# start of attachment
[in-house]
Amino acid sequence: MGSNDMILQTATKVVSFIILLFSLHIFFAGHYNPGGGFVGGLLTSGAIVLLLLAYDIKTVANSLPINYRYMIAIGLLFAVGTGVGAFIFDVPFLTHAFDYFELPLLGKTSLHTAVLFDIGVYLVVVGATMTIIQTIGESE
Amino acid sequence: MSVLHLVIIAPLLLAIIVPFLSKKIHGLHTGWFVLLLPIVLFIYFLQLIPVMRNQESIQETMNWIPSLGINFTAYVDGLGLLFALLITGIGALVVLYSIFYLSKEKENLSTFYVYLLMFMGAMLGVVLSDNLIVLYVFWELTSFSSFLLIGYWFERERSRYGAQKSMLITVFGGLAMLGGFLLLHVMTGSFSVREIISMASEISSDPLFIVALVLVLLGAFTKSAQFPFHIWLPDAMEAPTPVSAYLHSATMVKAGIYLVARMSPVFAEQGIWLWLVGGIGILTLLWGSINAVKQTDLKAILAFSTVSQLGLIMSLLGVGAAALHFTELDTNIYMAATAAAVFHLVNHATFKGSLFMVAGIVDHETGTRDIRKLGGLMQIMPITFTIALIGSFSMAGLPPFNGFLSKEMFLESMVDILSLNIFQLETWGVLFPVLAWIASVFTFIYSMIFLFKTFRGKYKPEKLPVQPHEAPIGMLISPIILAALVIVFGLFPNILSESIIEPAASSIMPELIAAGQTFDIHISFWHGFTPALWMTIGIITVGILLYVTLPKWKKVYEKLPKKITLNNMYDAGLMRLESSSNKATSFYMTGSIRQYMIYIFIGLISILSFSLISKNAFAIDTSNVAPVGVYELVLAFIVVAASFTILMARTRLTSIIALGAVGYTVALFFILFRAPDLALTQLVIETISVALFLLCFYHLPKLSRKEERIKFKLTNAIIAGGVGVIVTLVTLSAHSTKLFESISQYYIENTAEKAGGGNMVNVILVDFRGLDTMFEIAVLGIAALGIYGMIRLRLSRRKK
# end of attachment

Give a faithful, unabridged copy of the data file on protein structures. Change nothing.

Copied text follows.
[in-house]
Amino acid sequence: MGSNDMILQTATKVVSFIILLFSLHIFFAGHYNPGGGFVGGLLTSGAIVLLLLAYDIKTVANSLPINYRYMIAIGLLFAVGTGVGAFIFDVPFLTHAFDYFELPLLGKTSLHTAVLFDIGVYLVVVGATMTIIQTIGESE
Amino acid sequence: MSVLHLVIIAPLLLAIIVPFLSKKIHGLHTGWFVLLLPIVLFIYFLQLIPVMRNQESIQETMNWIPSLGINFTAYVDGLGLLFALLITGIGALVVLYSIFYLSKEKENLSTFYVYLLMFMGAMLGVVLSDNLIVLYVFWELTSFSSFLLIGYWFERERSRYGAQKSMLITVFGGLAMLGGFLLLHVMTGSFSVREIISMASEISSDPLFIVALVLVLLGAFTKSAQFPFHIWLPDAMEAPTPVSAYLHSATMVKAGIYLVARMSPVFAEQGIWLWLVGGIGILTLLWGSINAVKQTDLKAILAFSTVSQLGLIMSLLGVGAAALHFTELDTNIYMAATAAAVFHLVNHATFKGSLFMVAGIVDHETGTRDIRKLGGLMQIMPITFTIALIGSFSMAGLPPFNGFLSKEMFLESMVDILSLNIFQLETWGVLFPVLAWIASVFTFIYSMIFLFKTFRGKYKPEKLPVQPHEAPIGMLISPIILAALVIVFGLFPNILSESIIEPAASSIMPELIAAGQTFDIHISFWHGFTPALWMTIGIITVGILLYVTLPKWKKVYEKLPKKITLNNMYDAGLMRLESSSNKATSFYMTGSIRQYMIYIFIGLISILSFSLISKNAFAIDTSNVAPVGVYELVLAFIVVAASFTILMARTRLTSIIALGAVGYTVALFFILFRAPDLALTQLVIETISVALFLLCFYHLPKLSRKEERIKFKLTNAIIAGGVGVIVTLVTLSAHSTKLFESISQYYIENTAEKAGGGNMVNVILVDFRGLDTMFEIAVLGIAALGIYGMIRLRLSRRKK